Because of lower Medicare reimbursements and higher costs, Newport Beach is considering charging residents the full cost for ambulance services.
As it stands, the city subsidizes half of the costs for residents, while it charges non-residents the full amount.
The proposed increase would bring in nearly $320,000 more for the city each year, according to a staff report prepared for Tuesday's City Council meeting.
One of the reasons for increasing the rate, the report says, is that Medicare is paying the city 3% to 5% less in ambulance reimbursements, beginning this fiscal year.
The majority of the city's ambulance rides are covered by Medicare, and this change is expected to cost the city an additional $116,000 per year.
It's unclear how many residents pay out-of-pocket for ambulance services.
"Unfortunately, the seniors lose out, because they are the ones using the service most frequently," said Cheryl Meronk, chief executive of the Council on Aging Orange County.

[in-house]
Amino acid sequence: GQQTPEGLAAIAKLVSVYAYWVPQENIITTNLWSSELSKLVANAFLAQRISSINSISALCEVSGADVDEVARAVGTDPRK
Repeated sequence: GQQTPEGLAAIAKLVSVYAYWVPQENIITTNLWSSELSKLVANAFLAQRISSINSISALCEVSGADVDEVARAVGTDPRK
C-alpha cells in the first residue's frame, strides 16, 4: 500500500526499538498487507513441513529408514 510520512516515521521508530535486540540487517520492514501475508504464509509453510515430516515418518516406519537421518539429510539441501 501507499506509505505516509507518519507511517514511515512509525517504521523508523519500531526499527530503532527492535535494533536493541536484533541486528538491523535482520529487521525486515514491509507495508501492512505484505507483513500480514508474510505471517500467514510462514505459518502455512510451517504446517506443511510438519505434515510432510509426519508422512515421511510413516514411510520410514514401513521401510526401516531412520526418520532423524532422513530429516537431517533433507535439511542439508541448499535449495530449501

Besides the change in Medicare, the cost for providing ambulance services has also increased, the report said.
Currently, residents pay $348 while non-residents pay $695. The new fee would be a $704 flat rate.
Alternatively, residents can sign up for the city's Fire Medics service for $48 per year. The service would allow unlimited paramedic services and emergency ambulance transportation with no out-of-pocket expense to the subscriber.
A representative from the Newport Beach Fire Department was not available for comment Friday.